A Lush Retreat With a Sheltered Rooftop Pool in Mexico City

A designer carves out a domestic oasis in Mexico City.

To most eyes, Ezequiel Farca’s 1970s-style concrete home in Mexico City looked like a teardown. Even the lot itself—shallow and crammed against a steep hillside—wasn’t particularly alluring. But Farca saw through all the restraints to create a spa-like refuge in one of the world’s most energetic cities. "It’s is such a hectic place. You’re bombarded by so much information the moment you step into the streets," says Farca, who first gained prominence as a furniture and interior designer. "So we envisioned this house as a retreat, a kind of a temple." 

Recinto lava stone lines a patio adjacent to the living room in designer Ezequiel Farca’s house in Mexico City. He designed the teak outdoor furniture, including two arm-chairs.

In many ways, his redesign of the massive structure, which sits in the city’s hilly Lomas de Chapultepec neighborhood, is an elaborate disappearing act. The white exterior is painted a neutral gray-green, helping it recede into its setting. Attention-grabbing balustrades were stripped away, and strategic plantings were allowed to creep over the façade, softening boundaries between house, garden, and street. Finally, Farca and team stripped the interior back to the posts.

In the sitting area, two leather Paulistano chairs by Paulo Mendes da Rocha top a rug by Yerra; the wall paint is Comex.

Then Farca set about transforming an inelegant warren of rooms into a series of bright, interconnected spaces. The first floor became a single room encompassing the kitchen, dining area, and living room. To merge the plant-filled terrace with the living room, an awkward series of windows gave way to a single wall of glass. 

Farca furnished the living room with a Serge Mouille three-arm floor lamp, custom sofas from EF Collection, and Surface tables by Vincent Van Duysen for B&B Italia.

Farca, who is the father of four children, including 11-year-old triplets, devoted much of the square footage to the youngsters. Relatively small bedrooms are pushed to the edge, and the middle floor includes a large, flexible space that Farca calls the "playground," though it can easily be converted to other uses as the triplets hit adolescence.  

Oak veneer lines the stairwell in between the master bedroom and the children’s wing.

While the structural interventions were very modest, Farca completely re-skinned the interior in a rich variety of natural materials. Marble lines the kitchens and bathrooms. Interior floors are planked in European oak with a natural finish, while a smokier veneer covers select walls. And the terraces are tiled with recinto, a locally sourced volcanic stone. The variety breaks up the building’s mass, says Farca. Natural textures and a warm, neutral palette help turn the bunker-like structure into a series of welcoming spaces.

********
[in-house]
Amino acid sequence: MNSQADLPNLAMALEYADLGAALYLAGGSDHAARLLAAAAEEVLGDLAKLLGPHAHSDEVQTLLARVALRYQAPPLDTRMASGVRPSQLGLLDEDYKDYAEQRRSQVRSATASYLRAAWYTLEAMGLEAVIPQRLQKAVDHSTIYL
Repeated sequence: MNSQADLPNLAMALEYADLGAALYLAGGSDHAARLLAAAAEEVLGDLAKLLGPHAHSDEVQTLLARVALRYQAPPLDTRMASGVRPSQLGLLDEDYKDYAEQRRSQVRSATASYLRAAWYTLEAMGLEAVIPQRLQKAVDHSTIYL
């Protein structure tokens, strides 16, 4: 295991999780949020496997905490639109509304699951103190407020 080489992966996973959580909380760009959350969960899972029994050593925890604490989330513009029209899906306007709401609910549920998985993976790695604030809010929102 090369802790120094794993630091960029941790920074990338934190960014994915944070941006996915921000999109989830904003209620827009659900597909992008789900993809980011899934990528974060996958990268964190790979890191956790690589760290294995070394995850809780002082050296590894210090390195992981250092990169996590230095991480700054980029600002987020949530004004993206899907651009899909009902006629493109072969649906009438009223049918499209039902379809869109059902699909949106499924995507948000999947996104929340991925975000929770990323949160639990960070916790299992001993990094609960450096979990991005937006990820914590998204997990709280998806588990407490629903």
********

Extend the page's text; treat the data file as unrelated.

Chairs in the second-floor playroom are by Lievore Altherr Molina for Andreu World. Oak sliding doors can close off the playroom to minimize din.

However, Farca’s most transformative work was reserved for the top floor, which includes a pool, an indoor-outdoor dining space, and a master suite. When the enormous glass doors disappear into pocket walls, the whole floor becomes what he calls "our idea of the perfect hotel suite." 

The rooftop courtyard is lined with a verdant mix of indigenous plants, including banana trees, palm trees, lion’s claw, Mexican breadfruit, and native vines. The chaise longues were designed for Farca’s EF Collection.

"The minute you leave your home in Mexico City, you’re in the middle of the rush," says Farca. "Now we cross the threshold and feel we’ve left the city far behind."

The striking master bath is lined from floor to walls in silvery gray marble.

An Almond bathtub by Porcelanosa is accented by a tub filler from Hansgrohe.

The master bedroom, painted in Whisper by Comex, sports a bed that Farca custom-designed as part of his EF Collection.

Farca also designed the custom millwork throughout the house, such as the swinging door leading into the dining room. The leather Siren dining chairs are by Holly Hunt.

Solid European oak flooring by DuChateau runs throughout the home. The sculpture is by Jorge Yázpik.

A window in another bedroom overlooks protected woodland.

In the dining room, antique wooden busts and a machiche cross designed by Farca are arranged on a resin countertop by Monica Calderon. The bar conceals a service area with an espresso machine.


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